A Tale of Two Swamps – Tilapia

The Nile tilapia were another concern to some people; mainly outside conservationists.  Tilapia, or the Nile perch has become one of the most prodigiously fish farmed species in the world – as I was to find out in Haiti a month or two later.  Again the species had got into local waterways and was supremely adaptable.  It was swamping the Kafue swamp.  The conservationists felt they threatened the local ecosystem, forcing out other native species.  Ian again was more pragmatic – keep harvesting them and eat them.  Given their spread along the Kafue there was no point in arguing for strict control, and they produced a very valuable source of animal protein. This was a place where it was often difficult to rear enough livestock each year, and tilapia never needed fodder.

I must admit Nile tilapia is not my favourite fish.  Served up as Bream at restaurants; its ugly face is enough to put you off, but the main problem is the deboning.  I’m not the world’s best expert at getting the flesh of a fish’s bone, but tilapia are made worse by the fact it appears to have two layers of bones, the main spine and then a row of hard cartilage out of which come the fins.  The jaw bones complexity also makes me not go hunting for meat round there.  The consequence is that my plate looks like a disaster zone and lots of flaky bits of fishmeat are mashed up with a hundred tiny translucent bones.  Despite these difficulties, it is a staple in the flats and is highly marketable around Southern Africa as bream.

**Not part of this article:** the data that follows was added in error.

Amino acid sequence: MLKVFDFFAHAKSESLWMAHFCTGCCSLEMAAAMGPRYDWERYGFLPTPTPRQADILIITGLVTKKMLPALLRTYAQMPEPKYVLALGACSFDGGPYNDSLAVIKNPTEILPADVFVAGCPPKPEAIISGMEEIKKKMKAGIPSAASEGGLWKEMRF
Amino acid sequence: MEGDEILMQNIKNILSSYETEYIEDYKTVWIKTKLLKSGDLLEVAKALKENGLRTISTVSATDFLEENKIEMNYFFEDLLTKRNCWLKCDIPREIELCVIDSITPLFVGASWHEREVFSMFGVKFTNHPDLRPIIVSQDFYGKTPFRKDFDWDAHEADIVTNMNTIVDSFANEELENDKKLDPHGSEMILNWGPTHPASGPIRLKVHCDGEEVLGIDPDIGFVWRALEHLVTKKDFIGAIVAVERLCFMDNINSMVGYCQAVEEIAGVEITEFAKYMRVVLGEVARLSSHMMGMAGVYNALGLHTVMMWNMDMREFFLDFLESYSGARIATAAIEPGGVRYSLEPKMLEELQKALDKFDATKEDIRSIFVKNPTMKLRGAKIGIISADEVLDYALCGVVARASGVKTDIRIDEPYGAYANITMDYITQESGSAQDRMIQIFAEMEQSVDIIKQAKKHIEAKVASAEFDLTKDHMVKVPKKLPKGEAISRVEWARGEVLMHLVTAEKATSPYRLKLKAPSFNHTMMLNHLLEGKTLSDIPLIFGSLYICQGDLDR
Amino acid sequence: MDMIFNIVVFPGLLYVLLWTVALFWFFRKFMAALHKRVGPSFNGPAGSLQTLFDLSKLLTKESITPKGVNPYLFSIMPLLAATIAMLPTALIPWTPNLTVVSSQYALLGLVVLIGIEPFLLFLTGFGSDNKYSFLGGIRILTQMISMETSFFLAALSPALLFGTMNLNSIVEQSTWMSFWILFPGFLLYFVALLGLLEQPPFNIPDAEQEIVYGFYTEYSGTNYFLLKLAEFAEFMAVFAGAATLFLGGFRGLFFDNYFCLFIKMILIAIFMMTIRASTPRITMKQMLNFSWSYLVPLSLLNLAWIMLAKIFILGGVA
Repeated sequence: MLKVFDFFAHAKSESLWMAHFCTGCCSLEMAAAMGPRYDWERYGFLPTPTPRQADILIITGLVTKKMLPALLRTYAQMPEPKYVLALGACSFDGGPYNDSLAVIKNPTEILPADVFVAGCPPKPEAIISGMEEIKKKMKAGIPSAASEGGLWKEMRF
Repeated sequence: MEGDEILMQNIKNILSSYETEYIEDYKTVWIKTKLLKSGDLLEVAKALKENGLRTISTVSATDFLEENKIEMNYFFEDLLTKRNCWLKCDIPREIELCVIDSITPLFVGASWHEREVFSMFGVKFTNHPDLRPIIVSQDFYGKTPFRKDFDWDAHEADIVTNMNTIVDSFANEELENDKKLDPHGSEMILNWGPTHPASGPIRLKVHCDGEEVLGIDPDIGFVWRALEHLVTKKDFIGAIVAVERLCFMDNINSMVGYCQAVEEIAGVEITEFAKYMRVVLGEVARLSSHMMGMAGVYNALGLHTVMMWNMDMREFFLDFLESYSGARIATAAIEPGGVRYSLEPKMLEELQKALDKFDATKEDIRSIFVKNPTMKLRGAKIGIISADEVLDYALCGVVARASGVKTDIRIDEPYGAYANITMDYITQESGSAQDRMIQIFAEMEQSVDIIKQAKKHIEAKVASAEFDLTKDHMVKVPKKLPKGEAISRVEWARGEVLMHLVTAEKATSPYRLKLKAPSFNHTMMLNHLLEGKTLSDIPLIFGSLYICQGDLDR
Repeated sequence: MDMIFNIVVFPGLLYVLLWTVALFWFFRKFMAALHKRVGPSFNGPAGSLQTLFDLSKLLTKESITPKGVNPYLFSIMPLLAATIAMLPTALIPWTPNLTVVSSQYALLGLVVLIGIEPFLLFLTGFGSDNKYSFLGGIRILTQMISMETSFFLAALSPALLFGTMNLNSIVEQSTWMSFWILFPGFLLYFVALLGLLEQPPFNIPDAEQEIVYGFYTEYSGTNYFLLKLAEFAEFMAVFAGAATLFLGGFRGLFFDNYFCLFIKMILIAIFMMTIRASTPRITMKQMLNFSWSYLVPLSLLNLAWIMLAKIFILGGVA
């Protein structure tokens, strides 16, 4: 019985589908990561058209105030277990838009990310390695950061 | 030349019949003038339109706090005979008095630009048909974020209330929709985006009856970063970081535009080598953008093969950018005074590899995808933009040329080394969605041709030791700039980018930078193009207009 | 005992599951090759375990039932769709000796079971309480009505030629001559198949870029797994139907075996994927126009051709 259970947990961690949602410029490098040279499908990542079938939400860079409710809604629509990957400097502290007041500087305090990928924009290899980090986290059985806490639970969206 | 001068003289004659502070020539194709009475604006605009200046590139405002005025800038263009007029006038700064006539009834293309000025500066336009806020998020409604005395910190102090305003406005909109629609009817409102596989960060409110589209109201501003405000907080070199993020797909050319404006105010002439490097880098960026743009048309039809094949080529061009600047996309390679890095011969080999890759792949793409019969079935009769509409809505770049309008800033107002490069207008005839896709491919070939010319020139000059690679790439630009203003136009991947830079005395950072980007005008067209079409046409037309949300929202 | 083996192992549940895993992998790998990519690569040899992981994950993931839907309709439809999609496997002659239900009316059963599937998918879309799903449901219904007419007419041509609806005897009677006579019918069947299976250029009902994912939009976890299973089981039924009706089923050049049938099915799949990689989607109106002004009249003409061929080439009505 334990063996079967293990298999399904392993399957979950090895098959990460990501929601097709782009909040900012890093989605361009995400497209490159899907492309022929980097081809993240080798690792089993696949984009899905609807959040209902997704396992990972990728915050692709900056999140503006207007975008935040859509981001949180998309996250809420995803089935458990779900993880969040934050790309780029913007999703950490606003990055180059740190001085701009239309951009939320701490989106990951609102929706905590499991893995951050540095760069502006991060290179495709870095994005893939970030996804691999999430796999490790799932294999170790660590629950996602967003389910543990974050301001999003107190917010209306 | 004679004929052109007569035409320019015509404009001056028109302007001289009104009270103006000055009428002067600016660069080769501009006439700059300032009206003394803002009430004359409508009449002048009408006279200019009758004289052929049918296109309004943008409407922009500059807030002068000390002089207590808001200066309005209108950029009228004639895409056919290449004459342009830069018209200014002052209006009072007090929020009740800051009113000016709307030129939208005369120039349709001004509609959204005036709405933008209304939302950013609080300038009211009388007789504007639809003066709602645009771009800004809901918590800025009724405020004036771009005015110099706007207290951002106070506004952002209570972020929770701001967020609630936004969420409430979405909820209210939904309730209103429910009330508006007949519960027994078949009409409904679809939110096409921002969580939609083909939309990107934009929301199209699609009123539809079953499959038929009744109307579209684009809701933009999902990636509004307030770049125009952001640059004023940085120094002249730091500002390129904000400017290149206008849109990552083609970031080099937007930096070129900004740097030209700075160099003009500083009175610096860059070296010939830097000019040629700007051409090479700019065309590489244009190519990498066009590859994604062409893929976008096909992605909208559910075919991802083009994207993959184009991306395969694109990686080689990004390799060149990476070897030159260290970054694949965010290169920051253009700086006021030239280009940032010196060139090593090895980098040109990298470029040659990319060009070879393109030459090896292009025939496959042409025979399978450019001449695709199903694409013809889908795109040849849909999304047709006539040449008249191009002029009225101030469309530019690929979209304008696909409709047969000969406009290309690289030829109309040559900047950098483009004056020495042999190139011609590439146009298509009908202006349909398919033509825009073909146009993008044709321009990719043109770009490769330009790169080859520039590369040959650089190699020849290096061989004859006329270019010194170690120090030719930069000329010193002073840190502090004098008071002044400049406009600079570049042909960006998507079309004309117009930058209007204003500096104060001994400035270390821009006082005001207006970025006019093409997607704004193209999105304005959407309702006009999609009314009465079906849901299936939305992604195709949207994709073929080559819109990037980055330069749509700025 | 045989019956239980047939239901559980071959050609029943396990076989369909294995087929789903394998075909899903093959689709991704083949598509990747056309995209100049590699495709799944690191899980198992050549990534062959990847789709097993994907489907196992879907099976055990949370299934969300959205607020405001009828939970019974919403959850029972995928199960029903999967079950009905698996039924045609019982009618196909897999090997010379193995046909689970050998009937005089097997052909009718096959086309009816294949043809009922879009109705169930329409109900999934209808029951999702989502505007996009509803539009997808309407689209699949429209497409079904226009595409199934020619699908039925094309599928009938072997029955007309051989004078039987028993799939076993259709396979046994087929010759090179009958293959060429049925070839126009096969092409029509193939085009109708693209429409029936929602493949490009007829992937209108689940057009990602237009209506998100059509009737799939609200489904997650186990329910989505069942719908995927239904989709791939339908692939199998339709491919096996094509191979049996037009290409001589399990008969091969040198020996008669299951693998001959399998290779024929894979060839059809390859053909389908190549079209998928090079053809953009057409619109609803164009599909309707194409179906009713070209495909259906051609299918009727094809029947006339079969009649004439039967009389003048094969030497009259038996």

We took a look at various sizes of catch; Ian was impressed that some fish catches were sizeable.  The local fisheries officers were collating the amounts of fish and market prices sampling for their records and they showed us the data sheets; but again the data were not being collated anywhere and never analysed .

We dug deeper into the crowd to see if there was anything else of interest, and I spotted a large pile of catfish on the grass.  These fish – like long thick bodied eels with evil looking whiskers that give the animal its name – weighed several  kilos each.

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